We knew this was a staging area for over-seas shipment. Many were discarding what they did not feel they could take with them. I bought a table top electric radio for fifty cents. The case did not look new but it worked fine. I had room in one of my bags for it. If it got so it did not work I would not lose much. I ended up being the only one with a radio. At this location, we were fed cafeteria style from one mess hall.

By April 15, we were in the Cow Palace and billeted in the horse stalls with dirt floors. Here we were, now issued the new type helmets with liners.

By April 17, 1942, we had received about three thousand replacements in the division to bring it to full strength. The location we were at reminded me of a prison compound surrounded by barbed wire. We were not allowed to leave the area. They wanted to make sure everyone was there when the order came to move.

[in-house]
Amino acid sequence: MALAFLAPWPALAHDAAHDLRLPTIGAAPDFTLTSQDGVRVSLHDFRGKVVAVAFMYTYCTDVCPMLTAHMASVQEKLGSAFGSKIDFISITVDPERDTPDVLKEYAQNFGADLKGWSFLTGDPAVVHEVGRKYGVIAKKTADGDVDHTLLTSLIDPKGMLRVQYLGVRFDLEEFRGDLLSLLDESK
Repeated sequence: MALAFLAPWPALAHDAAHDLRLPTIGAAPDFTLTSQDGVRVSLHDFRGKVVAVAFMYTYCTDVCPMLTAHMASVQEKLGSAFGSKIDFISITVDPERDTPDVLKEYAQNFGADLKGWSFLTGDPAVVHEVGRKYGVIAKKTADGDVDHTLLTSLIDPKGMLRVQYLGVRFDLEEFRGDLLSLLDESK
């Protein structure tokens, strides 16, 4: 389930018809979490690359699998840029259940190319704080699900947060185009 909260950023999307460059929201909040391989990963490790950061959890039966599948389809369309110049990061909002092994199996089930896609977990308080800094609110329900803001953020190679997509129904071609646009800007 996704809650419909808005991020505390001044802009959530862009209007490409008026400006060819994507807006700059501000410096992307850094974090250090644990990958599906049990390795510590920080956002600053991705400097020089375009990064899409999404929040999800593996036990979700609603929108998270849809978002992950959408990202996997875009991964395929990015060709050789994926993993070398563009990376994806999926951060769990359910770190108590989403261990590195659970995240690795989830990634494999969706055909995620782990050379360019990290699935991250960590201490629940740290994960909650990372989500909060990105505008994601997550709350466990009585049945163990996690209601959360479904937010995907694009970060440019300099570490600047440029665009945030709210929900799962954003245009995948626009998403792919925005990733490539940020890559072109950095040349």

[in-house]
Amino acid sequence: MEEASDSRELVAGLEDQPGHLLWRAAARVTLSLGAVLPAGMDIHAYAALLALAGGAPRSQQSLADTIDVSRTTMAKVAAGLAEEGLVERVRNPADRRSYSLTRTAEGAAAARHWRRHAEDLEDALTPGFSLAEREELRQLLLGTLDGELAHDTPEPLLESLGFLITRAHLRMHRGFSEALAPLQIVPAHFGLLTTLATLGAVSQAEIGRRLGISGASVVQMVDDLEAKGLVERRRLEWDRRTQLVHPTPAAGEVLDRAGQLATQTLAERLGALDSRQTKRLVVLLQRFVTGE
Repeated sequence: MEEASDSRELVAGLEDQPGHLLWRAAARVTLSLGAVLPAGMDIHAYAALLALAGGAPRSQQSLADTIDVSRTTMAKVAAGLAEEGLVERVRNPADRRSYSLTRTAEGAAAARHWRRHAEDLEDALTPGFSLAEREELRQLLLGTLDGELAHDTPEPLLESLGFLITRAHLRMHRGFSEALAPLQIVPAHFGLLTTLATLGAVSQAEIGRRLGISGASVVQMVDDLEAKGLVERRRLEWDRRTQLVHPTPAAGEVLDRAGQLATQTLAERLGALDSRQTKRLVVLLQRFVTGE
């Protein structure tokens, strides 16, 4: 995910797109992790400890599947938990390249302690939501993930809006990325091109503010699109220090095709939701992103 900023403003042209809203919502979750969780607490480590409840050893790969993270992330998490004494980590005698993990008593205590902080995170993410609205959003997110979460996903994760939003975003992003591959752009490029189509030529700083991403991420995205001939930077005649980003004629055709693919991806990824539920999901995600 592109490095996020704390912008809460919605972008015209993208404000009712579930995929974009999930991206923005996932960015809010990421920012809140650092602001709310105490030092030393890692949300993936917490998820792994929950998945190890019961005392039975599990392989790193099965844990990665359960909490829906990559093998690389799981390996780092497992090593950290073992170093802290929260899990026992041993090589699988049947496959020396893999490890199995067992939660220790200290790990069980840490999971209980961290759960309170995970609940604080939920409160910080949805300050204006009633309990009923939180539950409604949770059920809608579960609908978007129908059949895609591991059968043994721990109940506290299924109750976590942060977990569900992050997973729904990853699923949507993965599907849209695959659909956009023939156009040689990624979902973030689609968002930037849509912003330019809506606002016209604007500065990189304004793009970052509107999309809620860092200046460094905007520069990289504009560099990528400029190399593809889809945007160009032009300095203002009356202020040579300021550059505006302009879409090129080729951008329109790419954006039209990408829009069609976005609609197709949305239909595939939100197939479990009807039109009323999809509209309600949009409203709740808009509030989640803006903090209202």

In a letter to my mother, I had written the 1st Lt. Arthur BUSH was promoted to Captain. Lt. George REED was second in command and was very well liked and very capable.

The Cow Palace had dirt floors and it was very dusty. We were eating out doors by the live stock pavilion. At this time we had a new address, APO #32 c/o Postmaster, San Francisco, California instead of New York.

On April 19, 1942, we were on the ocean liner USAT Lurline but we did not leave the harbor until April 22. The first two days at sea it was a little rough but the rest of the trip the ocean was rather smooth. The group I was with was billeted on deck in bunks four high so closely spaced you could not sit up. The deck area we were at was like an open porch. It had a solid roof above and a canvas lashed up for a wall where the ship rail was. We were not allowed to roam around on the ship and stayed in our area generally unless we went to the dining area. With so many on the ship we ate in shifts. As I remember, each unit had their own time to eat. They may have had meals around the clock to feed everyone.